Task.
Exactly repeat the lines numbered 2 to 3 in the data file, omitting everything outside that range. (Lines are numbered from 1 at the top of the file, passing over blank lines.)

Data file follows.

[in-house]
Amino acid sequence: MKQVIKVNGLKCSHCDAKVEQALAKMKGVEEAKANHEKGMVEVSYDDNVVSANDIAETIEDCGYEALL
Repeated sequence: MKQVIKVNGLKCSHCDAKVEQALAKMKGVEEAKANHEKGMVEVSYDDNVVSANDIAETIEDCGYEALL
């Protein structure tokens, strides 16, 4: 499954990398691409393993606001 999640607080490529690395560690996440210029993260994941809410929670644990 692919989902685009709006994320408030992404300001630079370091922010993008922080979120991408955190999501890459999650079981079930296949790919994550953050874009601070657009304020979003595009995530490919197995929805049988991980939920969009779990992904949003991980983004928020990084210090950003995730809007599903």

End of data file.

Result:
Amino acid sequence: MKQVIKVNGLKCSHCDAKVEQALAKMKGVEEAKANHEKGMVEVSYDDNVVSANDIAETIEDCGYEALL
Repeated sequence: MKQVIKVNGLKCSHCDAKVEQALAKMKGVEEAKANHEKGMVEVSYDDNVVSANDIAETIEDCGYEALL